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U.S. Soccer finally bans anti-gay chants at matches

The policy will apply to any sanctioned match on U.S. soil.

Houston Dynamo FC v Sporting Kansas City
There have been multiple incidents in recent years of fans shouting anti-gay slurs at players in the U.S.

It’s taken multiple incidents of anti-gay chants being directed at pro soccer players on U.S. soil. But finally, the United States Soccer Federation is taking steps to curb the hate.

U.S. Soccer moved recently to establish an official policy banning homophobic chants at all sanctioned games played in the country, according to ESPN. The ruling applies to all matches, regardless of which national teams are involved.

The resolution is awaiting approval from the USSF rules committee.

While U.S. fans haven’t been known to shout anti-gay slurs at players, the same can’t be said for fans of other national teams. During the CONCACAF Nations League final last spring, Mexico fans directed the “puto” chant towards players on the U.S. men’s national team.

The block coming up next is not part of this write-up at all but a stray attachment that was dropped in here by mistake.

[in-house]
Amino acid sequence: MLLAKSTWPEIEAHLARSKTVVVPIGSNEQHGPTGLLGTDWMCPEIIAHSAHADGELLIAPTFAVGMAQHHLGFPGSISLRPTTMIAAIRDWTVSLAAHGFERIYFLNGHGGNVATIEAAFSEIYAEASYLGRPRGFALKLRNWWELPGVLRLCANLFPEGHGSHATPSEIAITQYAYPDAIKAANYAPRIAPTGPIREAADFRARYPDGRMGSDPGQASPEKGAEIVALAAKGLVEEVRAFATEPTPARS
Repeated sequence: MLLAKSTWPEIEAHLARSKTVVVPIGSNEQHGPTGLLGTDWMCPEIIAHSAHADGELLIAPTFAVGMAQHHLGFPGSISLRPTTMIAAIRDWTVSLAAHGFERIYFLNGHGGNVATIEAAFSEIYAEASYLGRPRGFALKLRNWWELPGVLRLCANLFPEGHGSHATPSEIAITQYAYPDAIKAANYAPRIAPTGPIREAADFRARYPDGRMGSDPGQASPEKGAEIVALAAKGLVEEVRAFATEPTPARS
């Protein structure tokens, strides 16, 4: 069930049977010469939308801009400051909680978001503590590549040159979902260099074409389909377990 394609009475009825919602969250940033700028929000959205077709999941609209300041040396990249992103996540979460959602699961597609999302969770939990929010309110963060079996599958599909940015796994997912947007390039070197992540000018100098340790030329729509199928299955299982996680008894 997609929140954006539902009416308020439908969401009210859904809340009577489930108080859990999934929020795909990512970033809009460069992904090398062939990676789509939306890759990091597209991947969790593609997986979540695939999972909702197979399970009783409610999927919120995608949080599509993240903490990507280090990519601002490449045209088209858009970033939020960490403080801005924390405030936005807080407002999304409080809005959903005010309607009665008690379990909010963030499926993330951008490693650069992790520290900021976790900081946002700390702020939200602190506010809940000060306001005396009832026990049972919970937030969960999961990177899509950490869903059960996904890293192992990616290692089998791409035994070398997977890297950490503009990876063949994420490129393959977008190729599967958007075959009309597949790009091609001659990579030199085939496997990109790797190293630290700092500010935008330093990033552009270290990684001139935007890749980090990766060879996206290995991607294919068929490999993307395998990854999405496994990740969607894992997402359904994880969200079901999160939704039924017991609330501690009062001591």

They did the same thing at the 2019 CONCACAF Gold Cup at Soldier Field in Chicago. A group of gay and straight fans are suing the management and ownership of the iconic venue for failing to properly protect LGBTQ fans. Their lawsuit is heading to federal court.

Earlier this year, the Mexican Football Federation announced fans who are caught chanting anti-gay slurs at matches will be banned from stadiums for five years. The mandate is the federation’s toughest crackdown on the homophobic chants that keep marring matches in Mexico.

Of course, strong enforcement is the key to supporting any policy. But at least there’s now a ruling on the books.

It took far too long.